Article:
Japan Times: Small underground nuclear power plants that could be cheaper to build than their behemoth counterparts may herald the future for an energy industry under intense scrutiny since the Fukushima disaster started, the incoming head of the Nuclear Energy Agency says. The modular plants could be about as big as a couple of semi-trailers, easily fitting on the dimensions of coal plants they are ultimately intended to replace in the U.S. They would have factory-built parts that are slotted together like...

04/18/2014
United Kingdom: Bluebells blooming three weeks earlier than last year due to warm spring
Telegraph: Bluebells are flowering much earlier than in last year's cold spring, with peak displays expected in time for Easter, according to the Woodland Trust. The charity said nearly 200 sightings of native bluebells had been recorded on its woodlandtrust.org.uk website. This time last year, just 43 submissions had been received because of the cold weather. The trust is expecting a much earlier average first flowering date for bluebells than in 2013, when the average date across the UK was May 5. The...

04/18/2014
World’s longest rice experiment seeks answers vs. climate change
GMA: Clouds hung heavy over the rice fields at the International Rice Research Institute (IRRI) in Laguna last April 15, seemingly auguring dark times ahead for the world’s longest-running rice experiment, which turned 52 on that day. "Mukhang uulan," said Tony Lambino, IRRI’s Head of Communications, just as the celebrations for the Long-Term Continuous Cropping Experiment’s (LTCCE’s) anniversary were about to begin. World’s longest-running rice experiment Since 1962, the LTCCE has been working to...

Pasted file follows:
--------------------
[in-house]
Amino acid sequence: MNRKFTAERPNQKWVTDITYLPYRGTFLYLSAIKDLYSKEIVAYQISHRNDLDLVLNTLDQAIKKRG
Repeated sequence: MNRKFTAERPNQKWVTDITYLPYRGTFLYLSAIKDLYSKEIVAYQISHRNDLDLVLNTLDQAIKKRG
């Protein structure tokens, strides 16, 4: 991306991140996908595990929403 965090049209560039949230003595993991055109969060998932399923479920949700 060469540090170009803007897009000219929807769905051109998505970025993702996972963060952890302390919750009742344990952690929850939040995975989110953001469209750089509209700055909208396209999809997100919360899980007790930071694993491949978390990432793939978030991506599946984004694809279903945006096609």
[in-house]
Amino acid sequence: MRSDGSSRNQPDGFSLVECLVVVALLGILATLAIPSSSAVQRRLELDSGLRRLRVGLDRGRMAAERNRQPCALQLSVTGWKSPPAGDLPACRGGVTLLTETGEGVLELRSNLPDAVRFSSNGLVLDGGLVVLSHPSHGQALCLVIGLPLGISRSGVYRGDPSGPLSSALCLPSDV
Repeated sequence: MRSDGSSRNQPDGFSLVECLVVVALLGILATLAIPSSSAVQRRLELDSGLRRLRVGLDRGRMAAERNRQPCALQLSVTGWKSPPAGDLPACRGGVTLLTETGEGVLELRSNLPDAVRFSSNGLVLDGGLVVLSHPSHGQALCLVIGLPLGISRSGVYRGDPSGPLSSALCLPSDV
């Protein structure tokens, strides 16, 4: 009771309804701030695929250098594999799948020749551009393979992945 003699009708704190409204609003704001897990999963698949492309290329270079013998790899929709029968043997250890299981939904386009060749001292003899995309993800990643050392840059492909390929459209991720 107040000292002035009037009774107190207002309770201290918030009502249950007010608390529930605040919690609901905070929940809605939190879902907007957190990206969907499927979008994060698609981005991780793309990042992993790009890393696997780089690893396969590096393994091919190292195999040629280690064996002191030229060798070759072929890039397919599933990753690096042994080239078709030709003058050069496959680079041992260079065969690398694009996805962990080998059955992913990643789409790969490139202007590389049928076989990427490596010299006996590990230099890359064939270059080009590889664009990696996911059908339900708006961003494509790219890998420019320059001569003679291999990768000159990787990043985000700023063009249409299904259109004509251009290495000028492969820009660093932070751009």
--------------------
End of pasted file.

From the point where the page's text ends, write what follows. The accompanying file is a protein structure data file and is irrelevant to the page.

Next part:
04/18/2014
Greenland: Chasing Ice movie reveals largest iceberg break-up ever filmed
Guardian: It's like watching 'Manhattan breaking apart in front of your eyes', says one of the researchers for filmmaker James Balog. He's describing the largest iceberg calving ever filmed, as featured in his movie, Chasing Ice. After weeks of waiting, the filmakers witnessed 7.4 cubic km of ice crashing off the Ilulissat glacier in Greenland. Chasing Ice, released in the UK on Friday, follows Balog's mission to document Arctic ice being melted by climate change. Watch our second clip from the documentary...

04/18/2014
Botswana bushmen: 'If you deny us right to hunt, you are killing us'
Guardian: It costs £500 a night to stay in a luxury safari camp in the Kalahari desert in Botswana. For that price, wealthy tourists get drinks, game drives and, says one tour company, an "interpretive Bushman walk with staff members who hail from the ancient Bushman clans of the area". Visitors watch half-naked men shooting bows and arrows in the sand dunes and, if they get permission, can pay to shoot giraffe, zebra and other wildlife with guns. For Jamunda Kakelebone, a 39-year-old bushman, or San, whose...

04/18/2014
Future droughts worse than expected
PhysOrg: A new study is helping astrobiologists understand how climate change may shape the future of life on Earth. As we approach the end of the next century, many scientists believe that we could be facing increasingly severe droughts due to changes in rainfall. The new study shows that things could be worse than originally thought. Previous theories have predicted that changes in rainfall due to global warming could cause the Earth's land area to experience increased drying. It turns out, however,...

04/18/2014
Thanks in part to climate change, American West will see more fiery summers